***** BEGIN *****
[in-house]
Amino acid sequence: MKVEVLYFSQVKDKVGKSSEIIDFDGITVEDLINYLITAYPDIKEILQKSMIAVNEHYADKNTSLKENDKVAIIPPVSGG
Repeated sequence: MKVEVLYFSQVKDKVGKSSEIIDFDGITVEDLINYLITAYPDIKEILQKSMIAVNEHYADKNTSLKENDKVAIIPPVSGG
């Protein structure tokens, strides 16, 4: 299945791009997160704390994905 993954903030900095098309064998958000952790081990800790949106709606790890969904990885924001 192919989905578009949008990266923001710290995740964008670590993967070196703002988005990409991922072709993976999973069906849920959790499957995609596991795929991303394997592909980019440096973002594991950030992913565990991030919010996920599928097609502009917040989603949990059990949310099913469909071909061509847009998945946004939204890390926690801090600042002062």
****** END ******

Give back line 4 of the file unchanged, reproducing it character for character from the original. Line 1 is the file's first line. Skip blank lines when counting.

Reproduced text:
């Protein structure tokens, strides 16, 4: 299945791009997160704390994905 993954903030900095098309064998958000952790081990800790949106709606790890969904990885924001 192919989905578009949008990266923001710290995740964008670590993967070196703002988005990409991922072709993976999973069906849920959790499957995609596991795929991303394997592909980019440096973002594991950030992913565990991030919010996920599928097609502009917040989603949990059990949310099913469909071909061509847009998945946004939204890390926690801090600042002062």